by Lee Binz
Enjoy a Fun NEW Fall Tradition
Oh my goodness, I have such great news! You know how much you LOVE to fill out your tax forms each year? Wouldn't it be just awesome if your federal government asked you to fill out even MORE forms like that each year? But wait, there's more! These forms will help the federal government decide how much they think you can afford to pay for college each year.
Wait...I'll give you a minute for that to sink in.
The federal government...
Deciding how much you can afford...
It’s so awesome, and yet hilarious at the same time! And just wait until you see how much they think you can afford! Seriously laughable amounts!
This fabulous financial recording form is called the FAFSA, located online at fafsa.ed.gov. You will be hearing a lot about it, so you may as well start calling it the "fafsa" which rhymes with...well..nothing, because federal forms are never fun in any possible way.
FAFSA stands for "Free Application for Federal Student Aid." It's a form you fill out, much like the 1040 tax forms. Like the tax forms, these are also super-fun and well-written government prose. The US Department of Education requires the FAFSA to receive any government money for college. They mean “Free” because it doesn’t cost money to apply for the money. It does NOT mean hassle-free, however. This form is how the government conducts a “need analysis” with information from your income tax forms. This "need analysis" determines your Expected Family Contribution (EFC) or "how much you can afford" (Yes, insert laugh track here.)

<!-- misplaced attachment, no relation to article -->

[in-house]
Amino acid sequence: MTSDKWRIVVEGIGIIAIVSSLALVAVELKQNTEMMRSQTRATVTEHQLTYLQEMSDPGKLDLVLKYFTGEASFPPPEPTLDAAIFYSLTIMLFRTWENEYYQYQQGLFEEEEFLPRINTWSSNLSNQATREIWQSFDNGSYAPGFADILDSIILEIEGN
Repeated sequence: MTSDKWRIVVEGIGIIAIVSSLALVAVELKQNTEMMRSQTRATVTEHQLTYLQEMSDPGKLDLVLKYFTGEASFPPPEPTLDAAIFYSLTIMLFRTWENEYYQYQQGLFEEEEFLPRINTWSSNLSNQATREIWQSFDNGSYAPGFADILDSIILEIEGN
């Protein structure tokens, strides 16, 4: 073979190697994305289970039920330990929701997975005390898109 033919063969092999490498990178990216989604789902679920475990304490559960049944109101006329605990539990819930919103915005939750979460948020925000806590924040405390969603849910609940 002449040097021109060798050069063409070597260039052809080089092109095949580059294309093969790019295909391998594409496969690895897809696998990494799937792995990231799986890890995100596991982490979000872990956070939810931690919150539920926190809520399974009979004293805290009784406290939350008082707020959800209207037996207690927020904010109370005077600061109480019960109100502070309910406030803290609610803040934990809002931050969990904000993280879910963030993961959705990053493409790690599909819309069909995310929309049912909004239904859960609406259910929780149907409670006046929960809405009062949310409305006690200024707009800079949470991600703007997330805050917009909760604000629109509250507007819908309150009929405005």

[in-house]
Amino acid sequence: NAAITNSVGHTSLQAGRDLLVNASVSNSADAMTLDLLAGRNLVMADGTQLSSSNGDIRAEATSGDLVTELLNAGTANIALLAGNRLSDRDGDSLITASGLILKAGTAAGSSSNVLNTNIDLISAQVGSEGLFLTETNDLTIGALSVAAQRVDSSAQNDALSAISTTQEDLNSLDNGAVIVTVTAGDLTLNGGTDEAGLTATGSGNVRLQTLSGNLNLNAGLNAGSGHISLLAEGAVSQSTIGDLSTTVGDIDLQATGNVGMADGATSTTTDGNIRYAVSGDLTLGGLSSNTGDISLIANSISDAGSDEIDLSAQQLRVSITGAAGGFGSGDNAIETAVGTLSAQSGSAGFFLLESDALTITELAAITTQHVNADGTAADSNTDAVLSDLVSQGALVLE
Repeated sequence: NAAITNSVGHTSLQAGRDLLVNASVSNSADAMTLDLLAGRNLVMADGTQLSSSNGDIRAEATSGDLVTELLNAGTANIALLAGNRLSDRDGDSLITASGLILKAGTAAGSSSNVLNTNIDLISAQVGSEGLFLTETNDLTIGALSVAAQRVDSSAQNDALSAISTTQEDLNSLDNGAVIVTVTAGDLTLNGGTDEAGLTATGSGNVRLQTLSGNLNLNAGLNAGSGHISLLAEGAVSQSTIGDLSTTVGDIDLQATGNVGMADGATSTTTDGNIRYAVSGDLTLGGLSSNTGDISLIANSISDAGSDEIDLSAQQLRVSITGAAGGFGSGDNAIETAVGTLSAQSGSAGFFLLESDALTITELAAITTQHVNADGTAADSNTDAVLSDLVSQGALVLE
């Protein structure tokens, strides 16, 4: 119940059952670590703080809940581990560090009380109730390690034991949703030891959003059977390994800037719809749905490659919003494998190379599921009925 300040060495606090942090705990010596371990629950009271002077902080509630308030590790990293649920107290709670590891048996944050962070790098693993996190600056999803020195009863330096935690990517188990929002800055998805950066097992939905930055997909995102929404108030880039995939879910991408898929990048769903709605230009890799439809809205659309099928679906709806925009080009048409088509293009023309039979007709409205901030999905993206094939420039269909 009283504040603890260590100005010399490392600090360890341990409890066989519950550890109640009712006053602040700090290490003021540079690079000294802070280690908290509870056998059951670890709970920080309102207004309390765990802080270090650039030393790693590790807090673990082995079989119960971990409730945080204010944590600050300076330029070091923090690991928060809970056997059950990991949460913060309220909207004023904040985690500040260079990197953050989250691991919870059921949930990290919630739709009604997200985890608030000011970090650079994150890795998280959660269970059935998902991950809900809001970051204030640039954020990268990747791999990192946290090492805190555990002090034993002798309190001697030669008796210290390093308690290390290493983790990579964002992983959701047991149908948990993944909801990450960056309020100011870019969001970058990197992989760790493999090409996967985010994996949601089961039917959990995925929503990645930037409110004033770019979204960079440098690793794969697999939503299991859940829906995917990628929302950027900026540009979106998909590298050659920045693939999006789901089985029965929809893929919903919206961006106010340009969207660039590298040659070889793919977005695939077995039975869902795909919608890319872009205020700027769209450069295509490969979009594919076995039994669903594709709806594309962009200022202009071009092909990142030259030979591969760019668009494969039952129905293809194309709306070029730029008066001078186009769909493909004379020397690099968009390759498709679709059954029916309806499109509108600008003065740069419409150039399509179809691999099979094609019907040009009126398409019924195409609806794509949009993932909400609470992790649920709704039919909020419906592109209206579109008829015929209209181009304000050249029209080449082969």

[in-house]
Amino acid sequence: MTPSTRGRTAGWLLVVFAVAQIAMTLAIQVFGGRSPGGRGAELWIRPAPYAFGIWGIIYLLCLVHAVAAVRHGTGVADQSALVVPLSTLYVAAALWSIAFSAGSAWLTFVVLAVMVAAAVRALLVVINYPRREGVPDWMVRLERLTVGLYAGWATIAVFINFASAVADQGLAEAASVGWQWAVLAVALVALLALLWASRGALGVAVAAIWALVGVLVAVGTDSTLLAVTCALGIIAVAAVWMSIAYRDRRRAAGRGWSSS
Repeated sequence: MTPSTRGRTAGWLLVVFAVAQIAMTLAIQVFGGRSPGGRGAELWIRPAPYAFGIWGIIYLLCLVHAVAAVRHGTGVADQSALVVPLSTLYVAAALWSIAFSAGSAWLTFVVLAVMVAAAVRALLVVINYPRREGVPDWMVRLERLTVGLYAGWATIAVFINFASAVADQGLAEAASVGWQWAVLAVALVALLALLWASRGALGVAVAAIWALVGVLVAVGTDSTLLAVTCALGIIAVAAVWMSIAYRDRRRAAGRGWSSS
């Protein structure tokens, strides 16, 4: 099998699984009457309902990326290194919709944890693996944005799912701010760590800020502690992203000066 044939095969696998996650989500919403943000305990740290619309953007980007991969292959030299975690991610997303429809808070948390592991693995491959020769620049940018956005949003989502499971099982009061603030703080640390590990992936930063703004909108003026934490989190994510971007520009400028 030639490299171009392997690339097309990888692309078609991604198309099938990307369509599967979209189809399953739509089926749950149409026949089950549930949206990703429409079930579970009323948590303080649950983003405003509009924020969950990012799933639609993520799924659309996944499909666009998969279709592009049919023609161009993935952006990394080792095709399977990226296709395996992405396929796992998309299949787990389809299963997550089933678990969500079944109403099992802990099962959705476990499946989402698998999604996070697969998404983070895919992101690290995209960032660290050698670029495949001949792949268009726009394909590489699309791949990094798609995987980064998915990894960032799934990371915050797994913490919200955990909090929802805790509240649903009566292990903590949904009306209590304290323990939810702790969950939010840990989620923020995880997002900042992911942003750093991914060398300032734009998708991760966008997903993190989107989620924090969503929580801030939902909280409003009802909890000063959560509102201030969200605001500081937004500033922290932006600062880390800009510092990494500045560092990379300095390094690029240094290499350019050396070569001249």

Would you prefer to get ONE year of money for college, or FOUR years of money for college? That's good news! Because you have to fill out the form for every year of college in order to get the money! Thank goodness we love these forms so much! For added fun, your EFC, or "how much you can afford" is based on the income of the entire family, and both parents. This can make it fairly awkward or complicated if you are separated or divorced.
Now correct me if I'm wrong here, but the government is NOT a bottomless pit of money. The government has a limited supply of funds. This money they provide for college is first-come, first served. I humbly suggest that you place yourself first in line. Be first in line each year you want money, too.
The first time you need to fill out these fun forms is during your eldest child's senior year. You must fill out these forms every year until your youngest graduates from college, for as long as you have a child attending college the following year.
You have plenty of time to be completely comfortable with this required paperwork. You're completely confident when you fill out your taxes each year, right? And, sadly, this is no different. They need a new form every year. Every. Single. Year.
To fill out the FAFSA, you need a super-secure, top secret, special PIN number. As you know, the government is a stickler - they are that concerned about secure information. You can request your life-long PIN from www.pin.ed.gov. You'll need a PIN for your child for the parents. To receive a PIN, you will need these basic tools found around your home: your Social Security Number, your Alien Registration Number (if not a citizen), your most recent Federal Income Tax Returns, W-2s, other records of money earned, recent bank statements, records of investments, and records of untaxed income. I’m sure you can tell already how much fun this yearly task will be.